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I have written a dummy (ram disk) block device driver for linux kernel. When the driver is loaded, I can see it as /dev/mybd.

I can successfully transfer data onto it using dd command, compare the copied data successfully.

The problem is that when I create ext2/3 filesystem on it, I have to use -o loop option with the mount command. Otherwise mount fails with following result:

mount: wrong fs type, bad option, bad superblock on mybd, missing codepage or helper program, or other error

What could be the problem? Please help.

Thanks.

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Post your driver unit and request routines? I have a ramdisk driver but have not seen this error, maybe seeing the code will help. –  Sam Post Mar 17 '10 at 12:48
    
aah.. just crashed my linux system.. did a dd on wrong device! Need to start over again from installing linux... I will get back here if I can reproduce the problem. Thanks. –  user295631 Mar 17 '10 at 12:54
    
Take a look at: user-mode-linux.sourceforge.net You can run a Linux within a Linux system. That would allow you to quickly build and 'deploy' a new version of plugin. And all the changes you would do (eg. dd) would be done within the guest OS, so it wouldn't break your native OS. As I remember there was even a possibility to have a delta of your file system changes in a separate file, so you could easily restore the initial state of your guest file system. –  Grzegorz Oledzki Mar 17 '10 at 14:49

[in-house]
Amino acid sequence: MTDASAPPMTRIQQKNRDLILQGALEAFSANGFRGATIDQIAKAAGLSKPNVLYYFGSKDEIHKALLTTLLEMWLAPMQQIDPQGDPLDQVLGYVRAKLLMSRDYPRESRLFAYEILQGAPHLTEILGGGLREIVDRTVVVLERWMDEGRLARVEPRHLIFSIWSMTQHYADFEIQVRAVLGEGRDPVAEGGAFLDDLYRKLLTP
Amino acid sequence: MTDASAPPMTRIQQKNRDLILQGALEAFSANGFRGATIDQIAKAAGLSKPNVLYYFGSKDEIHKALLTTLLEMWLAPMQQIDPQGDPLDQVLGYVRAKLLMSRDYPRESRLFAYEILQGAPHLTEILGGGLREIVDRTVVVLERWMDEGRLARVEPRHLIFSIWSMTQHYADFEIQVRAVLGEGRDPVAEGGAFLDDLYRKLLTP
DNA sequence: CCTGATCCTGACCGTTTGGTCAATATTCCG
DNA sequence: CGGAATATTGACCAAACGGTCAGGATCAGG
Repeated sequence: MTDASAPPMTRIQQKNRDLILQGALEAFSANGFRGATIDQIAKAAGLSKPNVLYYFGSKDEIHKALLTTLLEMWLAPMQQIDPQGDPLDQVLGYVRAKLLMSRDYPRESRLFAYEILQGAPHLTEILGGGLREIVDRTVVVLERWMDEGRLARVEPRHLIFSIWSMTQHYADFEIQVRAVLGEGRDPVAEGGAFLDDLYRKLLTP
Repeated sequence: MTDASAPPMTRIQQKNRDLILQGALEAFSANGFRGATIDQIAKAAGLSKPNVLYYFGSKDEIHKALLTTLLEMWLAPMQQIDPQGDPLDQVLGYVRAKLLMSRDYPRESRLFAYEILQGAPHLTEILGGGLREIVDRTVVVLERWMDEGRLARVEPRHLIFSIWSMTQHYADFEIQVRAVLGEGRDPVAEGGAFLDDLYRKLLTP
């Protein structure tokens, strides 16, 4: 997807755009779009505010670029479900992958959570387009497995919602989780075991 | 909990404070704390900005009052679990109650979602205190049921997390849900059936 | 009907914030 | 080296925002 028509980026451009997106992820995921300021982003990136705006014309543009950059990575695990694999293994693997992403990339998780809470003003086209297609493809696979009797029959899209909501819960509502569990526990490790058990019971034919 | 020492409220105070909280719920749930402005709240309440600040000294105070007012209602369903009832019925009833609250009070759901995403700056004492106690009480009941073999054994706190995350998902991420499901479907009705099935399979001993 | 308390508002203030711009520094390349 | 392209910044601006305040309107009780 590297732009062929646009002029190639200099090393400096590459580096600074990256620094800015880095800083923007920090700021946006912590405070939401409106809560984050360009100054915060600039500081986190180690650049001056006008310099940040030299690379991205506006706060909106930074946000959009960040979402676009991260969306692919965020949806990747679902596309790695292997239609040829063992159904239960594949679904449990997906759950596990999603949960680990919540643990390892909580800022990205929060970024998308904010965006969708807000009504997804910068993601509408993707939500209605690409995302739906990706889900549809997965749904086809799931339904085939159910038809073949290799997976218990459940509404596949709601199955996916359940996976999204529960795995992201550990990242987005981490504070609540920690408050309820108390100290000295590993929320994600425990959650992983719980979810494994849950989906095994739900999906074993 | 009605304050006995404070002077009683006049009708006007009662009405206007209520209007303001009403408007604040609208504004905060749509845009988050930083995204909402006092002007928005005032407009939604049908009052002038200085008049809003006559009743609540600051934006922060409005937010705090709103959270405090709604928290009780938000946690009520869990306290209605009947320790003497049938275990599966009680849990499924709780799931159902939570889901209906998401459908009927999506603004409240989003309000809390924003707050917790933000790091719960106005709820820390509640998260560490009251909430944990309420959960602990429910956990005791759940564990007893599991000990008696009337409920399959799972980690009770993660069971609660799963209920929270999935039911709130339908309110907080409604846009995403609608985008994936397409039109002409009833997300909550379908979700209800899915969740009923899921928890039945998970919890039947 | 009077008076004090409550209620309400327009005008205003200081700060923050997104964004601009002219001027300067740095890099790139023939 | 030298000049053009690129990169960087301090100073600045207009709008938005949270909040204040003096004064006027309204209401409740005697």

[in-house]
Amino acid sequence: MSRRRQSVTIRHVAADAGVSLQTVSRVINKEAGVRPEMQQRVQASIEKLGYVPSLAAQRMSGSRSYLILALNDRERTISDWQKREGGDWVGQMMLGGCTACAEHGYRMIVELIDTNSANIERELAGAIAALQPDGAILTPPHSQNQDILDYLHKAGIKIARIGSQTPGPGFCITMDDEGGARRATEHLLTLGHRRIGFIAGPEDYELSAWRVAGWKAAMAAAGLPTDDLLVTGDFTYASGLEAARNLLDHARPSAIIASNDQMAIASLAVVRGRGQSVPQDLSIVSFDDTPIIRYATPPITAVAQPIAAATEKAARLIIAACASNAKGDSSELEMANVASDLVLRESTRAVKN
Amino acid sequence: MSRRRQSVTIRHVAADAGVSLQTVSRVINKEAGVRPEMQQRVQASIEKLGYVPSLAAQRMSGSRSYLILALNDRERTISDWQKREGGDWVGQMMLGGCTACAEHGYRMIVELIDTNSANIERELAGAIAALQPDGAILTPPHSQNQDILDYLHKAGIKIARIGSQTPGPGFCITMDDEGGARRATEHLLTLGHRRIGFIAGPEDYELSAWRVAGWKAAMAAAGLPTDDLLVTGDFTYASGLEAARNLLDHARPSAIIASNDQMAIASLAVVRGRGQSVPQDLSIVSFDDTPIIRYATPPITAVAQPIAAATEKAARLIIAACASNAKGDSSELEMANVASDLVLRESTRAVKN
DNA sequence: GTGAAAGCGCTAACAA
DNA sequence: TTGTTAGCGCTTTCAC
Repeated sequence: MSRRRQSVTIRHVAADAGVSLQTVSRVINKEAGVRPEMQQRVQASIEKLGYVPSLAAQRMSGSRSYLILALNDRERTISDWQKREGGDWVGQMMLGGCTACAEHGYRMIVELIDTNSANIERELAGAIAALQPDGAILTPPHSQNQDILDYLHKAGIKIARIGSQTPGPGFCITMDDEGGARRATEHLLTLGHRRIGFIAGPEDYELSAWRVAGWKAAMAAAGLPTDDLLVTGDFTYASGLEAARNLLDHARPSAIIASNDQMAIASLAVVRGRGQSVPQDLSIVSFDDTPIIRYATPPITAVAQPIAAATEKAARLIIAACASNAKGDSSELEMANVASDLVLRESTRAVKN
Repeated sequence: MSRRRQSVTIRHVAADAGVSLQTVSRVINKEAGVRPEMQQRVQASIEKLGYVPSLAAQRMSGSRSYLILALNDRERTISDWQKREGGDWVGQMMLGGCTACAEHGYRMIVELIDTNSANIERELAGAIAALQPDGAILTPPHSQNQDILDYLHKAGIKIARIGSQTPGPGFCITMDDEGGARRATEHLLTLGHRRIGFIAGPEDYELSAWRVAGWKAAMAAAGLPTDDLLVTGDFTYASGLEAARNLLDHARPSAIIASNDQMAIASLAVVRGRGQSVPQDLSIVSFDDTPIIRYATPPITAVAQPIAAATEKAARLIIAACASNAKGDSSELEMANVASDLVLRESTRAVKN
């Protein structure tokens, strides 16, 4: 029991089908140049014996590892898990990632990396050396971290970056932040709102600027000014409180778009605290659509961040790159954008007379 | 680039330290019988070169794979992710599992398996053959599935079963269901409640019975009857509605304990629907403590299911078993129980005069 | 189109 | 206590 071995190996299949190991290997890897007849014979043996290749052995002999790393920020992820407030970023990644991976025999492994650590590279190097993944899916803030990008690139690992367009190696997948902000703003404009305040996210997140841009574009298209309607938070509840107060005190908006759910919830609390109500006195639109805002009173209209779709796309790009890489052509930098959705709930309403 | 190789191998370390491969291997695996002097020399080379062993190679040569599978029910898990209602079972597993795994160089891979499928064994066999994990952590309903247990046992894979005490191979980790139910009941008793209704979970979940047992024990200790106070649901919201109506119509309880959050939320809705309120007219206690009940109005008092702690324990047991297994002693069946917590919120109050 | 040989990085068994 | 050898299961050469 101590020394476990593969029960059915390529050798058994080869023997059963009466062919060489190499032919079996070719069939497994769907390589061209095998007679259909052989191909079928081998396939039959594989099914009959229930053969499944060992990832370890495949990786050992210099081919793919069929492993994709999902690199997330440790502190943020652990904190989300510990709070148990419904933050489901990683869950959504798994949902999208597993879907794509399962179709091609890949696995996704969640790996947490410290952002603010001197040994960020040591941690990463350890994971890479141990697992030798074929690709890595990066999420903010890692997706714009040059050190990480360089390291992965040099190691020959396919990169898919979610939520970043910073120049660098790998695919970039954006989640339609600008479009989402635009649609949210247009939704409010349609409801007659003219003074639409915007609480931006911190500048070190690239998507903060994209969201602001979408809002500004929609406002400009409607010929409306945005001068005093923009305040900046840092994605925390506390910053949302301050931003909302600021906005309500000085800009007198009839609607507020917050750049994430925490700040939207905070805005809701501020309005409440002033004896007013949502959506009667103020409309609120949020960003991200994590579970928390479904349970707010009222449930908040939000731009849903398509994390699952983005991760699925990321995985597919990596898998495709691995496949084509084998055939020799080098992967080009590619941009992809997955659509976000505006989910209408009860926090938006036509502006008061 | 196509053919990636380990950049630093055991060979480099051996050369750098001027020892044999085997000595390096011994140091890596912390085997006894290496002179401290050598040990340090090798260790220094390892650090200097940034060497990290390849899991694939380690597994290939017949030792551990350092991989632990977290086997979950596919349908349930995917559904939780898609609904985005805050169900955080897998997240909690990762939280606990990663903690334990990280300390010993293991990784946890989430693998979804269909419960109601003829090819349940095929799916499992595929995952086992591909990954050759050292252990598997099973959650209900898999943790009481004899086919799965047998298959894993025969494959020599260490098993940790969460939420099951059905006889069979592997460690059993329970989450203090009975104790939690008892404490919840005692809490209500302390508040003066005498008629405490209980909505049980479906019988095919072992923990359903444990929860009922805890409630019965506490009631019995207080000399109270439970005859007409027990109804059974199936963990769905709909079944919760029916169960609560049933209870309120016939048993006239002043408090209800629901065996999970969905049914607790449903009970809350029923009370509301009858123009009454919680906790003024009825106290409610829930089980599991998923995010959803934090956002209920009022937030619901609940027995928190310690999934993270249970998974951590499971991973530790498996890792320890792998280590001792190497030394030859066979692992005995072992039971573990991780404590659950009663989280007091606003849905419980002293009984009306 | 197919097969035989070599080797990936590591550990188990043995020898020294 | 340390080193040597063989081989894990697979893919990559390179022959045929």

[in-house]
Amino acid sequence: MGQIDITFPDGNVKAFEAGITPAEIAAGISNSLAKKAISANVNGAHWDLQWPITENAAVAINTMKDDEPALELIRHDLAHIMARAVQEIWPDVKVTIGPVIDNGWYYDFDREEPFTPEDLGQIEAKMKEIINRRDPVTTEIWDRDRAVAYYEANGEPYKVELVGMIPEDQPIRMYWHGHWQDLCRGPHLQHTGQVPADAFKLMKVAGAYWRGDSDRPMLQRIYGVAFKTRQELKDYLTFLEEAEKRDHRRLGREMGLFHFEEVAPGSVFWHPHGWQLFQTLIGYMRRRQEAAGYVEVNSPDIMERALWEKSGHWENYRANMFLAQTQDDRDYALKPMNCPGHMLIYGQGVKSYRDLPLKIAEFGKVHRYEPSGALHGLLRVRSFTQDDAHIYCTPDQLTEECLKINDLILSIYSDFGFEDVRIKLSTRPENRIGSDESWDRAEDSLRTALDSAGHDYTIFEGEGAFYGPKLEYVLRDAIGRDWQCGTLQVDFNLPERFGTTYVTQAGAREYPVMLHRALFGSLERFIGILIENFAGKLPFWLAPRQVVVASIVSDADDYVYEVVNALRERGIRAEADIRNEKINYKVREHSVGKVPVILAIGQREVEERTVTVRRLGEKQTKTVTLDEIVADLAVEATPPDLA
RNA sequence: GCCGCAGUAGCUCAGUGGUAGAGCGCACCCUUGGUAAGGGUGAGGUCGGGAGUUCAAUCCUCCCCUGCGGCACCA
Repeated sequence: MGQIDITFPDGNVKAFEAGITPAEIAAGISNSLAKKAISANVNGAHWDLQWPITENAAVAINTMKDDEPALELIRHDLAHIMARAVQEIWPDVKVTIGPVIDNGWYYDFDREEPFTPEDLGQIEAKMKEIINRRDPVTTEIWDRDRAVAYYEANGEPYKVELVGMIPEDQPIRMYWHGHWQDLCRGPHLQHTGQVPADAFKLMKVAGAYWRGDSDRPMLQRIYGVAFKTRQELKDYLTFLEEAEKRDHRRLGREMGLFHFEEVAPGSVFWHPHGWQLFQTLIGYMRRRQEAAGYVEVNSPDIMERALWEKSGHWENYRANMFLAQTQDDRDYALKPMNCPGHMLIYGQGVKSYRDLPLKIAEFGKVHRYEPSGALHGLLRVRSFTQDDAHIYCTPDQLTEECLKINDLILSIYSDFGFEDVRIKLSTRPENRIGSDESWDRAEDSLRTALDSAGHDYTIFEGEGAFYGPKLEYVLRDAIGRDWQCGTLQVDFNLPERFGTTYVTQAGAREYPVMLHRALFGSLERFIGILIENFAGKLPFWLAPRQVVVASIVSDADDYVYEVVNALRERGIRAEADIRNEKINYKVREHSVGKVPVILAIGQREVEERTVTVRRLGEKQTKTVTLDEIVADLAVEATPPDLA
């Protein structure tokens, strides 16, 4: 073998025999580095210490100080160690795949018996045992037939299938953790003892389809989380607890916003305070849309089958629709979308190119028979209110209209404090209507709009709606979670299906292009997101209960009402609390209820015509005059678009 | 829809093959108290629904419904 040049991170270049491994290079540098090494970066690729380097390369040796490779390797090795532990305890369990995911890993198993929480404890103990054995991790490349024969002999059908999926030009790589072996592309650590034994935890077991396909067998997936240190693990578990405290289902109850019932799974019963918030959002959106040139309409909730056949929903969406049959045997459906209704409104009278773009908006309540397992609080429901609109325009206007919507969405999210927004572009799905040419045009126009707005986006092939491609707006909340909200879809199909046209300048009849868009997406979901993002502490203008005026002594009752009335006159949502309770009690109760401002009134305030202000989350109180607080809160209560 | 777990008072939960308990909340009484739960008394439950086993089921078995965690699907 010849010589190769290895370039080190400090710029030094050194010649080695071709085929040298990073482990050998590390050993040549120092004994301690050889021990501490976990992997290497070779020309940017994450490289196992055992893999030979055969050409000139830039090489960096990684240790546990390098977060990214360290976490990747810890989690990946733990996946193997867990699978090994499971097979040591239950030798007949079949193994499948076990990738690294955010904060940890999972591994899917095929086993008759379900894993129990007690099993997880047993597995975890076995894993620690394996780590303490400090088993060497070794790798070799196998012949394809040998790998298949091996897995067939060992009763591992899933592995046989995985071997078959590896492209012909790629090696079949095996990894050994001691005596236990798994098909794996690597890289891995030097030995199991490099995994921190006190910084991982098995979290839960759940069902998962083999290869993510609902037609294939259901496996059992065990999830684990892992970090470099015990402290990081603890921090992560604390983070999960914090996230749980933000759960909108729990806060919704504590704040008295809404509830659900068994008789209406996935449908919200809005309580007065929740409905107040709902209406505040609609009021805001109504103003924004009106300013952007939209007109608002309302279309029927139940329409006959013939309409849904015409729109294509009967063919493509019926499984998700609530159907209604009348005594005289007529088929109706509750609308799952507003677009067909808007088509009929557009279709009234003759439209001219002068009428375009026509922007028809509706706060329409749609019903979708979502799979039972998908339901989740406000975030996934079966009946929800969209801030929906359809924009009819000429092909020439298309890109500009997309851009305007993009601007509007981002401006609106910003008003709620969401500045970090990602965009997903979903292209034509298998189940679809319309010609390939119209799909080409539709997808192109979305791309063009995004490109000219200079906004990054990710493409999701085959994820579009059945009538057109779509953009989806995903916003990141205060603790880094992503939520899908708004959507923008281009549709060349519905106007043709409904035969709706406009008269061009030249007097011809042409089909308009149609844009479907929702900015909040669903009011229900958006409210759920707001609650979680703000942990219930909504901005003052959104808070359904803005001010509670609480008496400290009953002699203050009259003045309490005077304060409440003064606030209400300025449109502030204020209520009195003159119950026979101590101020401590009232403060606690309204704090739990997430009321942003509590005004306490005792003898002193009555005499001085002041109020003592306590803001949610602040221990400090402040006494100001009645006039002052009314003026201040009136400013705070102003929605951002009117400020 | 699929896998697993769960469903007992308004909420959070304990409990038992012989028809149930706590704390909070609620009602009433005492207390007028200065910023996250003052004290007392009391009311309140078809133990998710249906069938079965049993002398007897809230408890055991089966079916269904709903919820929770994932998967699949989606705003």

Thanks, I will try this too. –  user295631 Mar 18 '10 at 16:22
    
Any luck reproducing this error? Interested to see what the issue is... –  Sam Post Mar 20 '10 at 4:18

4 Answers 4

Hmm, if it works with -o loop and doesn't work without, then I have bad news for you: your "device" is actually just a plain file in /dev. What does ls -l /dev/mybd show? If its filesize is non-zero, it's a regular file, and has nothing to do with your driver.

Use mknod to create the device file yourself if needed.

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I see you're starting over again. As a quick note about your previous attempt, did you make sure your device appeared in /dev as a block device and not a character one?

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Create a filesytem on the device before mounting it:

mkfs -t ext2 /dev/mybd

or

mke2fs /dev/mybd
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I have already done that. –  user295631 Mar 17 '10 at 12:28
1  
Try checking dmesg or /var/log/messages...sometimes the kernel writes diagnostic info there. –  Doug Mar 17 '10 at 12:43
    
aah.. just crashed my linux system.. did a dd on wrong device! Need to start over again from installing linux... I will get back here if I can reproduce the problem. Thanks. –  user295631 Mar 17 '10 at 12:54

The loop device is used to mount block special files on the linux filesystem emulating them as block devices. Hence, the mount throws error.

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